The Blocked and Waiting states are a little beyond the discussion for this book and tie into some topics that we don't need to explore here. If you want more information on this topic, see the Java tutorial on threads at the Sun site, http://java.sun.com/docs/books/tutorial/essential/threads/index.html.
Processes Versus Threads
Each Java program is assigned a process. The program then breaks up its tasks into threads. Even when you write a simple "Hello, World" program that consists of only a single main() method, the program still uses threads, albeit just one.
Sometimes the term lightweight process is used to refer to a thread. This is in contrast to the term heavyweight, which refers to an actual operating system process. If you are using the Windows operating system, you can look at the Task Manager and see the heavyweight processes running, but you won't see threads. Figure 4.5 illustrates how multiple threads operate within a Java application.
Figure 4.5. Two threads running within a program
As you can see from Figure 4.5, threads don't usually run concurrently. Putting aside multiple CPUs and parallel processing here, only one thread at a time gets attention from the CPU to execute. Each JVM and operating system might handle this differently, however. Sometimes the thread might get to run to completion and then another thread can then run. This is known as non-preemptive. Other times, a thread is interrupted so that the others can do their thing. This is called preemptive. In general, threads must compete with one another for the CPU, and this competition is often based on thread priority.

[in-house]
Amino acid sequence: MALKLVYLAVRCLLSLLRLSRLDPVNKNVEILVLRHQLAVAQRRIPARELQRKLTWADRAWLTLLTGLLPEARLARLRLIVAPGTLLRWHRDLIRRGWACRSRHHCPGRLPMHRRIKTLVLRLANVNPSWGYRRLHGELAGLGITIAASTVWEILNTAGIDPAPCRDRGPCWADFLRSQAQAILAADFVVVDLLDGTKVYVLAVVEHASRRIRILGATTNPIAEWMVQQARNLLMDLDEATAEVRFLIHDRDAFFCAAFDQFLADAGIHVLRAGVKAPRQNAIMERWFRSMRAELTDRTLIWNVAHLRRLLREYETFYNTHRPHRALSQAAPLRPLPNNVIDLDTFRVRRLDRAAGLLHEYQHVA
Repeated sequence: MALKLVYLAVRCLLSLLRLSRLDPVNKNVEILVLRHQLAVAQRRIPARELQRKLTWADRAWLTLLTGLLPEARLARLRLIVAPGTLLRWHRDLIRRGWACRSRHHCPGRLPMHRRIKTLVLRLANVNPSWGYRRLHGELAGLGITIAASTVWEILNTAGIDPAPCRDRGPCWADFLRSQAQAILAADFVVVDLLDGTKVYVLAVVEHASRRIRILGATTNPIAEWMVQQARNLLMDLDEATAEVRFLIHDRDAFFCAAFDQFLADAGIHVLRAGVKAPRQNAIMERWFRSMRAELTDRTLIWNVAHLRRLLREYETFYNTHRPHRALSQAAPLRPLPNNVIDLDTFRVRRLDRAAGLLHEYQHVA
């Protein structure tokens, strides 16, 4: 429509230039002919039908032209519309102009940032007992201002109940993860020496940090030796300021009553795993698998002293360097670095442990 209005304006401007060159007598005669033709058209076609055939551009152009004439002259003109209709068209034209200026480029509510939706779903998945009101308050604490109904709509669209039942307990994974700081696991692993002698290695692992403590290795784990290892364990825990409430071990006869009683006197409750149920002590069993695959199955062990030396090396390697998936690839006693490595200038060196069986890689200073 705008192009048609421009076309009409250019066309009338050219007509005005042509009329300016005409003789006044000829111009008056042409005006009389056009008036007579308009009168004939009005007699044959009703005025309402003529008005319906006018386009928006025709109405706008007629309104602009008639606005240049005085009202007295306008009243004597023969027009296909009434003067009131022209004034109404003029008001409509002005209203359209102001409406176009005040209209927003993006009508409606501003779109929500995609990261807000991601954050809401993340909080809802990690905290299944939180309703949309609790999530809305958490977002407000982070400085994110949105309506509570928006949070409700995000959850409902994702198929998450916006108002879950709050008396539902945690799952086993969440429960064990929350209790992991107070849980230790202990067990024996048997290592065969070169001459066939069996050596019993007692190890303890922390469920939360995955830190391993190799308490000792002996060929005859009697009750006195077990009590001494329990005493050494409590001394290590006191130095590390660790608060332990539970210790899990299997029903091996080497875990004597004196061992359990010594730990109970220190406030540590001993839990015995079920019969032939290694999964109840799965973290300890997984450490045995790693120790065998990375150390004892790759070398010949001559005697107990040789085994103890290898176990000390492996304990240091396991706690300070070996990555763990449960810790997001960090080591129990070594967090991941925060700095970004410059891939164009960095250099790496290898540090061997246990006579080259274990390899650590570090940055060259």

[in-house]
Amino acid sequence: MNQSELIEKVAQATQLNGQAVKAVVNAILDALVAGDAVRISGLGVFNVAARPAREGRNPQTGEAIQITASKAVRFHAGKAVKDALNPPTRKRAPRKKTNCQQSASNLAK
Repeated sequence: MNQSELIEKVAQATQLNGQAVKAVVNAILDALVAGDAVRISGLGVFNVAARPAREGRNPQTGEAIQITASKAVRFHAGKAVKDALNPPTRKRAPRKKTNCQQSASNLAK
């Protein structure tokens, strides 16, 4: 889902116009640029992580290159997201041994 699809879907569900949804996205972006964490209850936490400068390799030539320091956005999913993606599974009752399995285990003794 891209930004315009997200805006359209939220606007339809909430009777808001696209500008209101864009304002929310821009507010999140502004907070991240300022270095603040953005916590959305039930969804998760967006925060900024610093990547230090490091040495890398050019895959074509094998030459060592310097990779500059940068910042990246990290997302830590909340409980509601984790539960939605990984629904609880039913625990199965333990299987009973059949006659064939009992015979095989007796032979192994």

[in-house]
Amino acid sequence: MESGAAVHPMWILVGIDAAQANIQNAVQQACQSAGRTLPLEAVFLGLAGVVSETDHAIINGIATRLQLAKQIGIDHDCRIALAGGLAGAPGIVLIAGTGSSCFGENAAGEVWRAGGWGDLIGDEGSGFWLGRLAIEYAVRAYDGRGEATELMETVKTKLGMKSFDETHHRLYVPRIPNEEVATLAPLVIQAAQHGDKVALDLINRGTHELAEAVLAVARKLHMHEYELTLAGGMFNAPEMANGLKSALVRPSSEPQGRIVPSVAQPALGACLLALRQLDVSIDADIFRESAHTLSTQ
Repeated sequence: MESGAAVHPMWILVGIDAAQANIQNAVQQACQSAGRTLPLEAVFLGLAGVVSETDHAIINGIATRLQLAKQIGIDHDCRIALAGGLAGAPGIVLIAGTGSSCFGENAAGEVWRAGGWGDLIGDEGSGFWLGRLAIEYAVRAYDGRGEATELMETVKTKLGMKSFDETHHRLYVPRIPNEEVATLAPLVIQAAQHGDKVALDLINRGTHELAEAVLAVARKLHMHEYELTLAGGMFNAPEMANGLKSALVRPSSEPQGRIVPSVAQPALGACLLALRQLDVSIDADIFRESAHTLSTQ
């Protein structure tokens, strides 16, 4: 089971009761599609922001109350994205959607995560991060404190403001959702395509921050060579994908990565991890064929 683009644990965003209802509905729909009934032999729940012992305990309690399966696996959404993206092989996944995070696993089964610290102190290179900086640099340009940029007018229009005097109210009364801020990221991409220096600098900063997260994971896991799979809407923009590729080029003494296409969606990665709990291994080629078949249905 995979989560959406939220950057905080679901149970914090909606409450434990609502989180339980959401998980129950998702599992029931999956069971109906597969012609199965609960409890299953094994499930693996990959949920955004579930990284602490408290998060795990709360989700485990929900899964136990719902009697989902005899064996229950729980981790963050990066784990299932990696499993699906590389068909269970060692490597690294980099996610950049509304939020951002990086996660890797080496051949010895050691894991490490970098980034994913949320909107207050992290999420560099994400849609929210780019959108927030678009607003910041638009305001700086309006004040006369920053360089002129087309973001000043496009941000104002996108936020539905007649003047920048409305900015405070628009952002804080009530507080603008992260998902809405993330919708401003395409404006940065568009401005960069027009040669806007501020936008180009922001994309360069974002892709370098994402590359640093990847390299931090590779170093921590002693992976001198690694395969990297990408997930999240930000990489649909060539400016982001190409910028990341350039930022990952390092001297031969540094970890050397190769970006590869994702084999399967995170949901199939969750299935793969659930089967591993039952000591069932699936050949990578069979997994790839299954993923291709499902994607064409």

Understanding and Using Thread Priorities
We have mentioned several times that it's up to the JVM to determine which Runnable thread should get the next opportunity to run. The JVM supports a scheduling scheme known as fixed-priority scheduling that schedules threads based on their priority, compared to other Runnable threads.
The priority is an integer value that gets assigned to a new thread based on the priority of the parent thread that created it. The value ranges from Thread.MIN_PRIORITY, which equates to 1, up to Thread.MAX_PRIORITY, which equates to 10. The constants are defined in the java.lang.Thread class.
The larger the integer value (up to the MAX_PRIORITY), the higher the priority the thread will have. Unless otherwise specified, most of the threads created in a Java application run at Thread.NORMAL_PRIORITY, which is right in the middle at a value of 5. You can modify the priority of the thread by calling the setPriority() method.
In general, a running thread continues to run until one of several conditions occurs: